Do We Really Need the Variety Show to Make a Comeback?

Maya Rudolph as Elizabeth during "The War in Words" sketch in Maya & Marty. Photo: Virginia Sherwood/NBC

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NBC tried with The Maya Rudolph Show back in 2014. It tried again last year with Best Time Ever With Neil Patrick Harris. And last night, the network took its third shot at reviving the variety show with the first extremely wobbly episode of Maya and Marty. The new sketch comedy/musical hour stars the enormously gifted Rudolph and Martin Short and, therefore, should be a thoroughly entertaining work of slightly old-school television. Instead, in its first at bat, Maya and Marty felt forced and uneven, and made me think that maybe the variety show can’t be brought back from the dead no matter how much talent is involved. While I’m still willing to give this particular incarnation another chance, there’s also a big part of me that feels like NBC is essentially trying to make fetch happen here. And as we all know, fetch is not going to happen.

The problems that plague Maya and Marty are the same issues that dogged The Maya Rudolph Show, a one-off special as opposed to a series, two years ago. “It's not fully hatched yet, nor is it clear that variety is a format that makes sense on American TV in 2014,” Margaret Lyons wrote of the special here on Vulture. “Is it retro? Ironic? Watered-down SNL?”

Those same questions apply to Maya and Marty, especially that last one about watered-down SNL, since that’s what the first episode felt like more than anything else. Its send-up of Little Big Shots, one of several shout-outs to other NBC shows, played like a Saturday Night Live sketch that got cut for time and shoved onto the Maya and Marty set list; same goes for the Goodnight Moon reenactment that featured Short and Miley Cyrus in the roles of the bunnies and Rudolph as a drunk woman who wanders into the picture book, refusing to hush but totally game to binge a bowl full of mush. While it was mildly amusing to see Short doing his Jiminy Glick shtick again, that only added to the sense that this show is regurgitating things we’ve seen before and, at least so far, still unsure of how to distinguish itself as a something wholly original.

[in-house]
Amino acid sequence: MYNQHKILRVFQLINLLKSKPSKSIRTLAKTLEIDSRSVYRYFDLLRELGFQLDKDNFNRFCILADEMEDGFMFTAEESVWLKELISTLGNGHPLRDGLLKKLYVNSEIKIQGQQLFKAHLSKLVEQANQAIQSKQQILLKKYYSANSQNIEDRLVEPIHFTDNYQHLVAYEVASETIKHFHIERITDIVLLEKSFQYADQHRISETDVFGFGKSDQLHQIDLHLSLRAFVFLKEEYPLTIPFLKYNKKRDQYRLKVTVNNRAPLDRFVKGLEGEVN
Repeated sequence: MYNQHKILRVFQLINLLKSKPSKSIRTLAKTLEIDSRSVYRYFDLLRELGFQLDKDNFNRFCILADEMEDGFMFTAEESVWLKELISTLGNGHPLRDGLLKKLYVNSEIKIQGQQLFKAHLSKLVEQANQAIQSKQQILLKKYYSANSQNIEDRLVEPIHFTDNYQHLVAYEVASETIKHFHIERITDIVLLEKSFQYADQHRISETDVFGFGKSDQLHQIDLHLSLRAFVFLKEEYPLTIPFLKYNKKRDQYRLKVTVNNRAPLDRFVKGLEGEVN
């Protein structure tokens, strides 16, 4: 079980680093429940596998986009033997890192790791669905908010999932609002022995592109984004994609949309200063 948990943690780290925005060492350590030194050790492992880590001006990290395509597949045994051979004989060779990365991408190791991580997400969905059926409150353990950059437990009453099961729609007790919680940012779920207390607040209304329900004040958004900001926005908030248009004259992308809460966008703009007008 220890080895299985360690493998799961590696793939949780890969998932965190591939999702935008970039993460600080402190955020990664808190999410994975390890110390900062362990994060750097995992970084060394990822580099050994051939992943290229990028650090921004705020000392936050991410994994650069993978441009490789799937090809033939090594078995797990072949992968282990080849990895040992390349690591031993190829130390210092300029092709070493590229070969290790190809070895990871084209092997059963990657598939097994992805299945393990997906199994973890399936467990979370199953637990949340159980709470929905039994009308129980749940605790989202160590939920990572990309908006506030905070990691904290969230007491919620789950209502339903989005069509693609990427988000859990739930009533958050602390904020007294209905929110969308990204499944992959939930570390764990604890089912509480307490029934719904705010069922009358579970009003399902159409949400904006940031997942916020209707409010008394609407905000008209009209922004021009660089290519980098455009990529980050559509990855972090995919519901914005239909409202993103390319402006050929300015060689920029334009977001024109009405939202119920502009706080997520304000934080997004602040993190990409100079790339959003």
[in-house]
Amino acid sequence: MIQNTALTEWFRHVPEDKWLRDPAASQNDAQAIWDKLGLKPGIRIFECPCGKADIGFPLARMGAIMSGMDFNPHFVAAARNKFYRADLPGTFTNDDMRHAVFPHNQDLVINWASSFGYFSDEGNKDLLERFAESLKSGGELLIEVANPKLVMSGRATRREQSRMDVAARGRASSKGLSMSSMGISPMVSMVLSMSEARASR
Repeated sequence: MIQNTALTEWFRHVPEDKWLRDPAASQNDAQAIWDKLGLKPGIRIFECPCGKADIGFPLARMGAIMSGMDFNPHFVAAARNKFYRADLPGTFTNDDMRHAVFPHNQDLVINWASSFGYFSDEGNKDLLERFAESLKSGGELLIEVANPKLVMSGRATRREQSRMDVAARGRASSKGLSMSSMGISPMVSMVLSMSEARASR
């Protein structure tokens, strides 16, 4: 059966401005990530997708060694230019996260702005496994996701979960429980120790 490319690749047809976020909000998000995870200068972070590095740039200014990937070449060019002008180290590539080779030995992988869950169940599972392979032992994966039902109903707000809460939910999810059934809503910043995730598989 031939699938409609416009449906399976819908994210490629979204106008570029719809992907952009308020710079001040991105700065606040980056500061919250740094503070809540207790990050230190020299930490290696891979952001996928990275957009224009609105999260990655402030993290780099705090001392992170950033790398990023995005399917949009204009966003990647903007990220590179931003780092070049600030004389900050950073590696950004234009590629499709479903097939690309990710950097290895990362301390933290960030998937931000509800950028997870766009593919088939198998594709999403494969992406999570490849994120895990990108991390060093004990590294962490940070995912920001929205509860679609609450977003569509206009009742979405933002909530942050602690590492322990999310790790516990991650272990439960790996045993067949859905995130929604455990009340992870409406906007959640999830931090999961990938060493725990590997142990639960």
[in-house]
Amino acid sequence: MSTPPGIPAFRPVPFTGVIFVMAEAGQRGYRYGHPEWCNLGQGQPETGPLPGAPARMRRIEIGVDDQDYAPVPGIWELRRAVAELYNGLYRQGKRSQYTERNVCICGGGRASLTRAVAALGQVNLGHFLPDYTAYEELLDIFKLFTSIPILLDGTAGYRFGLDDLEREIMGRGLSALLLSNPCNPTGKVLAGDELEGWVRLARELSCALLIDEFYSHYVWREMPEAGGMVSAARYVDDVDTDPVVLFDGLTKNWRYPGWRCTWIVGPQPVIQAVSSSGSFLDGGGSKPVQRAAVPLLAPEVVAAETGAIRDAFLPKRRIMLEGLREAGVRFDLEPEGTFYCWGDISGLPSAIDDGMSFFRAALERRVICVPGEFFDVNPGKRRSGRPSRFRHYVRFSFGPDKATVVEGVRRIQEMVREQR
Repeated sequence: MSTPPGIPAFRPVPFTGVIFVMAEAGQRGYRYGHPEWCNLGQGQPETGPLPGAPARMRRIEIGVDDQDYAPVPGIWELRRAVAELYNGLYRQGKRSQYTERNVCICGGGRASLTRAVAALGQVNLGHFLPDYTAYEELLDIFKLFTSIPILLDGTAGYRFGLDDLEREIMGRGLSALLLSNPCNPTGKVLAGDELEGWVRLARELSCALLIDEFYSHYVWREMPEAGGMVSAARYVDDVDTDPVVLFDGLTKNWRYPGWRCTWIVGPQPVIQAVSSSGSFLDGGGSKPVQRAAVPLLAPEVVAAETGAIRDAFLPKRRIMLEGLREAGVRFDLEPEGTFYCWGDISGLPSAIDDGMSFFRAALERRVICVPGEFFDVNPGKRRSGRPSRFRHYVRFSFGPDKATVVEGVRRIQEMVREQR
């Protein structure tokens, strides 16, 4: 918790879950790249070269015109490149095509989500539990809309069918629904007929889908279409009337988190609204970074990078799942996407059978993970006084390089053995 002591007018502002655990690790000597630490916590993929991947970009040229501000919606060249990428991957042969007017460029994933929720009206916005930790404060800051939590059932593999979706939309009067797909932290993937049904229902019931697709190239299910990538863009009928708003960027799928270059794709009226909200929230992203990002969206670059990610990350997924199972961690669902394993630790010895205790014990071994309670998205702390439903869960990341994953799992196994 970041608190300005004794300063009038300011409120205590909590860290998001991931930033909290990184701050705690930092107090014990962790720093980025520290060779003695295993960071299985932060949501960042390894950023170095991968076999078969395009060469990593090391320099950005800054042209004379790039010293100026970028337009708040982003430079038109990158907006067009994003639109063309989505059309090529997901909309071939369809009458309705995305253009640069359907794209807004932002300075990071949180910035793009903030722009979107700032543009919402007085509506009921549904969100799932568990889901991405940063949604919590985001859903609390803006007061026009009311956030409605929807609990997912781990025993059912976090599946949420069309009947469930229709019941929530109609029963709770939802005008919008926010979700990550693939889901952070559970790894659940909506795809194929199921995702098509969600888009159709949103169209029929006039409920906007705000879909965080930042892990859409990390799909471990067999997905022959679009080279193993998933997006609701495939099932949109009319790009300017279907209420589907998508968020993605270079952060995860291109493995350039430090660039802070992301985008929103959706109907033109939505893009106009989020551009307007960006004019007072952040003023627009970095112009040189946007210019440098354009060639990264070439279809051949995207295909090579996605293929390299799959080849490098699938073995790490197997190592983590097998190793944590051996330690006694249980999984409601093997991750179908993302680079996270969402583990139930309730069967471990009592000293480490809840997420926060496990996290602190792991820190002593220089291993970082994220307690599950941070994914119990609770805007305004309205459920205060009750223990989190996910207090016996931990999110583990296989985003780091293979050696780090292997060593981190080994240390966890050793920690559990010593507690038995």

In the variety heyday of the ’60s and ’70s, the shows that featured a pair of hosts worked largely because of their chemistry, and the fact that those hosts usually were involved in real-life relationships that existed outside the confines of their weekly efforts to sing, dance, and tell jokes. Audiences enjoyed watching Sonny and Cher, or Donny and Marie, or even Captain and Tennille because their TV programs provided a theoretical window into their marital spats and sibling rivalries.